Jul 8, 2020

Contest between superconductivity and insulating states in ‘magic angle’ graphene

Posted by in categories: materials, physics

If you stack two layers of graphene one on top of the other, and rotate them at an angle of 1.1º (no more and no less) from each other—the so-called ‘magic-angle,’ experiments have proven that the material can behave like an insulator, where no electrical current can flow, and at the same can also behave like a superconductor, where electrical currents can flow without resistance.

This major finding took place in 2018. Last year, in 2019, while ICFO researchers were improving the quality of the device used to replicate such breakthroughs, they stumbled upon something even bigger and totally unexpected. They were able to observe a zoo of previously unobserved superconducting and correlated states, in addition to an entirely new set of magnetic and topological states, opening a completely new realm of richer physics.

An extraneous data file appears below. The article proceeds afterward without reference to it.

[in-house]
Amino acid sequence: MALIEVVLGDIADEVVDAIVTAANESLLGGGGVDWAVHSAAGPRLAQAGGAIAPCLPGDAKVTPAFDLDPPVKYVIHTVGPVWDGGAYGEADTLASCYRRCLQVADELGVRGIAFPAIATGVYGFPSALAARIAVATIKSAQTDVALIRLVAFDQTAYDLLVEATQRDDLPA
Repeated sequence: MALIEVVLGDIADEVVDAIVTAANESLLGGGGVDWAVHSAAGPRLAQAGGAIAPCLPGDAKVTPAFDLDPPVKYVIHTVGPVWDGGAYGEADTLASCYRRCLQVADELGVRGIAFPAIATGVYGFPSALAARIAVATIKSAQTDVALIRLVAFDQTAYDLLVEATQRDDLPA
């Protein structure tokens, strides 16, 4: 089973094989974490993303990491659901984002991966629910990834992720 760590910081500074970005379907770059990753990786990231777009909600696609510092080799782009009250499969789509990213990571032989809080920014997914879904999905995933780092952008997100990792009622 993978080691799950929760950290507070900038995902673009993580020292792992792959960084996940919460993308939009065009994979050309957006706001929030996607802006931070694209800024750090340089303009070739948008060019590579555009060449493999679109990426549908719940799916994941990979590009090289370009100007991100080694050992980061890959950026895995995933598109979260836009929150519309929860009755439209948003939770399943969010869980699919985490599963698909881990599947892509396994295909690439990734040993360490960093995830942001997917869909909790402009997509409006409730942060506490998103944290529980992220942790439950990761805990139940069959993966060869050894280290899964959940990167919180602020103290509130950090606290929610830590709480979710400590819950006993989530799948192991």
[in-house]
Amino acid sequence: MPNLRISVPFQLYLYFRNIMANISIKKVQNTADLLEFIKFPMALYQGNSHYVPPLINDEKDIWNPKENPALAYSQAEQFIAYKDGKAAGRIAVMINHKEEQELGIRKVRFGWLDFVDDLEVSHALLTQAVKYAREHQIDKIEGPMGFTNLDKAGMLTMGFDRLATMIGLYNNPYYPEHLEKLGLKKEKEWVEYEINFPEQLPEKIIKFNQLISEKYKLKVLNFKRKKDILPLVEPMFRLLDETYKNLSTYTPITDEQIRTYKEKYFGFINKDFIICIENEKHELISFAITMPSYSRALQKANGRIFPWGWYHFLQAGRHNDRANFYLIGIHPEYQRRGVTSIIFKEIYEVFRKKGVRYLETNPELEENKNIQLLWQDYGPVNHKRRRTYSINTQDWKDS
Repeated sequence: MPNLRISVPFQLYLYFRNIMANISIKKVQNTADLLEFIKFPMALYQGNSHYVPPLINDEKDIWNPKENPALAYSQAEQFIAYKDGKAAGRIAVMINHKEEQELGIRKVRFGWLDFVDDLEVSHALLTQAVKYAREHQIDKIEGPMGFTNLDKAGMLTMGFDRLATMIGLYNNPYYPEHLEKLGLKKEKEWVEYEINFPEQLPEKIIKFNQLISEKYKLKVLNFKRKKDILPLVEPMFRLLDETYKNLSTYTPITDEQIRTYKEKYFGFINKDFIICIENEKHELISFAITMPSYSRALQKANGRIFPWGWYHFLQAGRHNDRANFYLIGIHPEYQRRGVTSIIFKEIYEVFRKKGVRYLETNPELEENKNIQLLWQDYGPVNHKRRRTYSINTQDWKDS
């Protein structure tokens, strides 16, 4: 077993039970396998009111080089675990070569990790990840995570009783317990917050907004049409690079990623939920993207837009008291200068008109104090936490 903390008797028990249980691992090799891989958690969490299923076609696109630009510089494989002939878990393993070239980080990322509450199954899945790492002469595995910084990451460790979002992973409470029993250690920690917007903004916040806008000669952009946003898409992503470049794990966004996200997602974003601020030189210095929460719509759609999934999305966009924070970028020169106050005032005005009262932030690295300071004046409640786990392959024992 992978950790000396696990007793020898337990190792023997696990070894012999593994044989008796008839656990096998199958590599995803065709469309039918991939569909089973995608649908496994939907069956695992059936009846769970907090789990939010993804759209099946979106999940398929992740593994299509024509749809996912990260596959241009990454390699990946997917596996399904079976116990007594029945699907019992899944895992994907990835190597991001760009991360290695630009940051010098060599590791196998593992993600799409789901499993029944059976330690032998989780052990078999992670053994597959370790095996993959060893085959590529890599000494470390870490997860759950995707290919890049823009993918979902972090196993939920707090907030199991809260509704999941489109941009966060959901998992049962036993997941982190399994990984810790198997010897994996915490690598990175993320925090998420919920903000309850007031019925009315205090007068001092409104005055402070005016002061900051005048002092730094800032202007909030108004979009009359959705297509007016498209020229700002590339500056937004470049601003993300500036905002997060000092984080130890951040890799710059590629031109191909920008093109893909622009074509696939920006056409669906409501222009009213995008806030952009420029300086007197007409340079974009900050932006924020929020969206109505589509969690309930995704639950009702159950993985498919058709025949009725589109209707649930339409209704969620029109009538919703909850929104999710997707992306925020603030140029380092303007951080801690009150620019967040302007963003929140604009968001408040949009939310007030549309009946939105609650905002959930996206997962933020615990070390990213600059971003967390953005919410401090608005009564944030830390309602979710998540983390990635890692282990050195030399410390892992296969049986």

So far, there is no theory that has been able to explain superconductivity in magic angle graphene at the microscopic level. However, this finding has triggered many studies, which are trying to understand and unveil the physics behind all these phenomena that occur in this material. In particular, scientists drew analogies to unconventional high temperature superconductors—the cuprates, which hold the record highest superconducting temperatures, only 2 times lower than . Their microscopic mechanism of the superconducting phase is still not understood, 30 years after its discovery. However, similarly to magic angle twisted bi-layer graphene (MATBG), it is believed that an insulating phase is responsible for the superconducting phase in proximity to it. Understanding the relationship between the superconducting and insulating phases is at the center of researcher’s interest, and could lead to a big breakthrough in superconductivity research.

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